I will have to, though I'll be getting to that after I've read Aeschylus's trilogy 'The Orestia', which is just higher on my reading list because of an A Perfect Circle song. It really does grate on me that Greek Drama is the one area of classical literature I don't know very much about.

    Have you ever read Nietzsche's Birth of Tragedy? His early work of philosophy and literary criticism on Greek Drama?
     
  5. Voltaire
    Offline

    Voltaire Member

    Joined:
    Aug 4, 2013
    Messages:
    36
    Likes Received:
    8
    Location:
    Brisbane Australia
    It is on my list, I just want to try re reading Zarathustra first. I don't want to make a habit of reading Nietzsche but missing the point of what he says.
     
  6. IronPalm
    Offline

    IronPalm Banned

    Joined:
    Jun 13, 2013
    Messages:
    301
    Likes Received:
    21
    I have read the Three Theban Plays, Odysseus, and The Iliad, but the best version I have ever read was a Russian version of The Iliad.

    There was a very different attitude towards translations in Russia. In English-speaking countries, it's usually a straightforward, highly literal translation of the original classic. This occurs even when they completely mangle idioms in the process, and transform beautiful language into utter shit.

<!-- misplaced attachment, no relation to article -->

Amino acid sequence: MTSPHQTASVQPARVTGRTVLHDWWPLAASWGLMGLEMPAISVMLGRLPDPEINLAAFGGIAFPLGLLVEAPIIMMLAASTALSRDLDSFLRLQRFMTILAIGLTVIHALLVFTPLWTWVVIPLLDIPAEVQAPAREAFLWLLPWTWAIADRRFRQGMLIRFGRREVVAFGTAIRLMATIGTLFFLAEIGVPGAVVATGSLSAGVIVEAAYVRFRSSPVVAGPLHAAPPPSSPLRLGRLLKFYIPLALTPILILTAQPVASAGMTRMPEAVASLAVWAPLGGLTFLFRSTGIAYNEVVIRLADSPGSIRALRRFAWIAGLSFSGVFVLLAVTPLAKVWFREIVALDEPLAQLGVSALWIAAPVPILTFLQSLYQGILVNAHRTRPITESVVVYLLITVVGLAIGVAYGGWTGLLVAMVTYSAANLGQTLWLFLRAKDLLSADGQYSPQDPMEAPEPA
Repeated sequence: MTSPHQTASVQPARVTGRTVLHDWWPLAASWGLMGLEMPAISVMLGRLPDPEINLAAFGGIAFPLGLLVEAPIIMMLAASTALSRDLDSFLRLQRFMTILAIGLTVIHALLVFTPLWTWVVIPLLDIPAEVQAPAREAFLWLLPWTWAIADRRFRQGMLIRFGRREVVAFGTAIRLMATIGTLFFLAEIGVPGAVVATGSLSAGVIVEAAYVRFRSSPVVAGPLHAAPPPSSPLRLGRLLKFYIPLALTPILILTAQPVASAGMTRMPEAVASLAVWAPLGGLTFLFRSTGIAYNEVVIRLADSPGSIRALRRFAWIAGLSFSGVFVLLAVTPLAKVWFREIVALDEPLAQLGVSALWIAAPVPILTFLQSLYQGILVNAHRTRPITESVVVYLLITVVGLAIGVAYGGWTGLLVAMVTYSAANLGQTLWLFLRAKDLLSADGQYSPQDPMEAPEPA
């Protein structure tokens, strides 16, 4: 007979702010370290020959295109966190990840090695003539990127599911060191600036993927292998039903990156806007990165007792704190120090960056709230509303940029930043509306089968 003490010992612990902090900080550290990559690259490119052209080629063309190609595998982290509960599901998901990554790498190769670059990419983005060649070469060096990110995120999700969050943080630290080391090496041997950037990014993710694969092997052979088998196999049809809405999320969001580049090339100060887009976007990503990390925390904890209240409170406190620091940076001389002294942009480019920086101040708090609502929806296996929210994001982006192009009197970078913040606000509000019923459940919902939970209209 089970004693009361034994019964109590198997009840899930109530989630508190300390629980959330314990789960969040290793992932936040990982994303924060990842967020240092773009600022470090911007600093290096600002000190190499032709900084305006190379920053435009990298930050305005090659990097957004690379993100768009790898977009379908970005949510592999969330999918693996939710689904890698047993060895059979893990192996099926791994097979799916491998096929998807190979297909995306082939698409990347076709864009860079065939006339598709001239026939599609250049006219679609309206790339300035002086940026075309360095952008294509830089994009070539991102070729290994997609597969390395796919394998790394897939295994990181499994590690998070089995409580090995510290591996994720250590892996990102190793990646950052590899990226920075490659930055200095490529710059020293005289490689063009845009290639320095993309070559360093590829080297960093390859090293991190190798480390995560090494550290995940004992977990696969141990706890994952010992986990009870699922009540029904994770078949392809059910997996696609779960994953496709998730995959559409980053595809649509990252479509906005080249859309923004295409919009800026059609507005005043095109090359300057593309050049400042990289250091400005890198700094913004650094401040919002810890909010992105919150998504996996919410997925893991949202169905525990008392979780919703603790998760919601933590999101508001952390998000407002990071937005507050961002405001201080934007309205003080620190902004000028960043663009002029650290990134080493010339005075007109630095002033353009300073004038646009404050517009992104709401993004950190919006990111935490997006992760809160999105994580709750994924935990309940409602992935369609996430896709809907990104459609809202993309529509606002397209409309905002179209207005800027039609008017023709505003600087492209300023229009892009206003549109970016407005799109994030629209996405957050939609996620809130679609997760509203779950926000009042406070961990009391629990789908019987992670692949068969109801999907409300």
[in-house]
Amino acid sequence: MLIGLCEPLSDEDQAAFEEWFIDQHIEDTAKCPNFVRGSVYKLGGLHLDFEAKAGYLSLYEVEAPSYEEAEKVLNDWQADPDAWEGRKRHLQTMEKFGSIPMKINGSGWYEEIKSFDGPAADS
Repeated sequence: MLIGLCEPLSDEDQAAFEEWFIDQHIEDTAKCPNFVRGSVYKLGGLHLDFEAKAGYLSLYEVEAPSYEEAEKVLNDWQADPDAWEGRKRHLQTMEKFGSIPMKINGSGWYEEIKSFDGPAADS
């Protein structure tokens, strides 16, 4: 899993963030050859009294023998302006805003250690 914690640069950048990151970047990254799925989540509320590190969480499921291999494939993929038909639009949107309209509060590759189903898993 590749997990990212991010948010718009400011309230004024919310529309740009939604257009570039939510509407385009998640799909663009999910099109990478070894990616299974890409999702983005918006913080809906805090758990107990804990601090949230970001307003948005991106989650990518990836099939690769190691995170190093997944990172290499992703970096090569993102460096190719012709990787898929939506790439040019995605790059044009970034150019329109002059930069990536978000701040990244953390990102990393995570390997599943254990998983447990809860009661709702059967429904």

In this particular version, they had hired a Russian poet to write a rhyming, epic poem, recounting all the events of the Iliad. Factually, it was the exact same thing, but the word choices and language was very different from a literal translation. While some purists would denounce this, I loved it. It conveyed to me all the majesty and excitement of the story that the English version never quite managed.

    I don't know if anything like this has been done in English, but if it has, I'm greatly interested in reading it.
     
  7. Voltaire
    Offline

    Voltaire Member

    Joined:
    Aug 4, 2013
    Messages:
    36
    Likes Received:
    8
    Location:
    Brisbane Australia
    It is so frustrating that all the texts of great writers must be read in their language if one wishes for greater appreciation. Yet if one takes the time to learn their language well enough it is all the more worthwhile time-sink.
     
    Lemex likes this.
  8. Lemex
    Offline

    Lemex That's Lord Lemex to you. Contributor

    Joined:
    Oct 2, 2007
    Messages:
    10,507
    Likes Received:
    3,151
    Location:
    Northeast England
    I find this too. It's why I started to learn Latin, I wanted to read Virgil as he really was. I started learning it by translating the first Eclogue, and I've been working on translating the others since.
     
  9. Dante Dases
    Offline